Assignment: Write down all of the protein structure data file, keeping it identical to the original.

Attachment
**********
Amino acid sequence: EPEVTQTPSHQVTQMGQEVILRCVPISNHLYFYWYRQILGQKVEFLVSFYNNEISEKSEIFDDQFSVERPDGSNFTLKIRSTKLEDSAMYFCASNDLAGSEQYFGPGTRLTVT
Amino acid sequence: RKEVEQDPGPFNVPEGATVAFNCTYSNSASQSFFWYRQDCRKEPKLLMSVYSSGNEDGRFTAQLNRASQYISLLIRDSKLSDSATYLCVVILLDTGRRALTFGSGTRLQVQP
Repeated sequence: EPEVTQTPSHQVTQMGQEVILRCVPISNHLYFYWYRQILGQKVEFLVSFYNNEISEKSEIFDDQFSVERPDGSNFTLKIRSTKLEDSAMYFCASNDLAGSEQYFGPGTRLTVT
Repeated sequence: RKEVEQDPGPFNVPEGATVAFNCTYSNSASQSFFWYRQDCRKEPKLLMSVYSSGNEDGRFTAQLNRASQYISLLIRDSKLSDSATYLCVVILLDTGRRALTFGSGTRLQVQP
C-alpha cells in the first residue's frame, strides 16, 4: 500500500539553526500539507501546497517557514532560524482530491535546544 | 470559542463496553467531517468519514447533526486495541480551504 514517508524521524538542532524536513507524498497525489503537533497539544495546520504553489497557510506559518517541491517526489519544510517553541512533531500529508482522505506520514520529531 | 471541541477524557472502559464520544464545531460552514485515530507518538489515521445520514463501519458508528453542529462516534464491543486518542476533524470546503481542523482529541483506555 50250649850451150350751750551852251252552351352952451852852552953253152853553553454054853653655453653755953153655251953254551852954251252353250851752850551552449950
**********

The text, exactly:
Amino acid sequence: EPEVTQTPSHQVTQMGQEVILRCVPISNHLYFYWYRQILGQKVEFLVSFYNNEISEKSEIFDDQFSVERPDGSNFTLKIRSTKLEDSAMYFCASNDLAGSEQYFGPGTRLTVT
Amino acid sequence: RKEVEQDPGPFNVPEGATVAFNCTYSNSASQSFFWYRQDCRKEPKLLMSVYSSGNEDGRFTAQLNRASQYISLLIRDSKLSDSATYLCVVILLDTGRRALTFGSGTRLQVQP
Repeated sequence: EPEVTQTPSHQVTQMGQEVILRCVPISNHLYFYWYRQILGQKVEFLVSFYNNEISEKSEIFDDQFSVERPDGSNFTLKIRSTKLEDSAMYFCASNDLAGSEQYFGPGTRLTVT
Repeated sequence: RKEVEQDPGPFNVPEGATVAFNCTYSNSASQSFFWYRQDCRKEPKLLMSVYSSGNEDGRFTAQLNRASQYISLLIRDSKLSDSATYLCVVILLDTGRRALTFGSGTRLQVQP
C-alpha cells in the first residue's frame, strides 16, 4: 500500500539553526500539507501546497517557514532560524482530491535546544 | 470559542463496553467531517468519514447533526486495541480551504 514517508524521524538542532524536513507524498497525489503537533497539544495546520504553489497557510506559518517541491517526489519544510517553541512533531500529508482522505506520514520529531 | 471541541477524557472502559464520544464545531460552514485515530507518538489515521445520514463501519458508528453542529462516534464491543486518542476533524470546503481542523482529541483506555 50250649850451150350751750551852251252552351352952451852852552953253152853553553454054853653655453653755953153655251953254551852954251252353250851752850551552449950